I've attempted to discover a quick way to deal with confrontational scenarios by interpolating empathy with courteous demeanour. While it didn’t interrupt confrontations, nor made them avoidable, it seems that begging to disagree can work, so long as you’ve have first learnt to mirror what is being talked in a different point of view. I like to call those exercises tools for mutual understanding. It took me a while to understand that it is natural for some people to showcase colourful disagreement only to capture a topic by exhaustion. Funnily enough, no words can interpret with precision what a subject matter can bring to a vulnerable person. I say vulnerable not to explicate people who eventually become vulnerable, oh no. We are all vulnerable to small stressors, too many of them, too many times. Triggers, say, of how much sentiment you will drill in a matter of seconds. More than that, it is a delusion to ignore them. That’s righteous okay, I need to add. Subjectivity is always

Remaining attitudes

Sometimes one cannot just let it go. While I can understand why a patient would like to give up, if he is willing to put himself walking inside the hospital, I must comprehend he wants to keep fighting. Tons of medicines, exhaustive hours later and nothing has changed but a frightened soul. Walking in, walking out of his room, the pace seems unfair and unreliable; but then again, the patient remains fighting. Never truly could understand how it happens, whether that is due to faith, love, or some sort of primal instinct, but people fight for their survival more frequently than we can bare to imagine in their shoes. It is too easier and human to surrender, I guess, but it is so surprisingly godly to battle one cell’s battle. Maybe that is what makes us more human: our will, I am not sure. I watch this all, so erratic and alone in my own thoughts, slightly resilient than the day before on my attempts at understanding this effort. I wish I could say for sure to all of them “it will be alr

Back in the day

I do not get lachrymose so often. Med school taught me to be as gentle as possible, whilst cold enough to not fall apart when someone dies. Still, what people see is not what happens inside my mind. I fight the good fight, the one against bad habits and instincts. Sometimes, I fail miserably. Sometimes, I win myself for another day. Recently I started to improve my acupuncturist skills at a fast pace, learning new methods once I thought nontangible; trying is part of the good fight that keeps me onward. I even bought a book in Italian that, like a collegian often does, I need to read with the aid of a dictionary. It is hard, it is challenging, but it is uplifting. That is how I cope with my own insanity. I study, I pray, I cry… but nobody else will notice, not because I am shy, which I am, but because I’ve been learning to cry from the inside. I am not a sad person. I am not exactly happy either. I am a student; that is how I see my journey on this planet. I do hate when I cannot help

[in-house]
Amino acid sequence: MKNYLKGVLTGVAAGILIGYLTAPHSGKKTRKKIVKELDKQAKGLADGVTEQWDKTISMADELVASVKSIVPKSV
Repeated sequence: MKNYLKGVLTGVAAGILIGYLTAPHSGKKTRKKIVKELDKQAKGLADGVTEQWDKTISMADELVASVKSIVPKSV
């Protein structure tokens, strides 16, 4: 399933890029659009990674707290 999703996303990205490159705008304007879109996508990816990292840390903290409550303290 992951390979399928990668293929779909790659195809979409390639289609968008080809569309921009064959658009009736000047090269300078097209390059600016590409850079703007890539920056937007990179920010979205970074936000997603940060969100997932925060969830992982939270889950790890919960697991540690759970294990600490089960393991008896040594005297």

Small Reminder

People often misunderstand happiness, even though we all seem to seek for it actively. The thing is, happiness isn't something you can seek entirely by yourself, alone. No, it is rather a goal only achieved when shared, fulfilled and portioned by those with whom you live. Granted, we all are subjects to fragments of joy every once in a while, and as subtle as those moments of prosperity and caring can be, they are deeply imprinted in your mind. We may not even realise immediately, but we, in many instances, revisit those moments for strength, enlightenment, endurance. The misunderstanding happens when your joy relies exclusively on your wealth, status, and possessions. Thereby, you may be giving into what your instincts want, instead of what your heart seeks. Spurts of opportunities to achieve happiness are repeatedly lost when our pocket overrules our most intimate sense of gratitude, and when greed makes us forget those who have carried us along the path. Whether, whilst you smil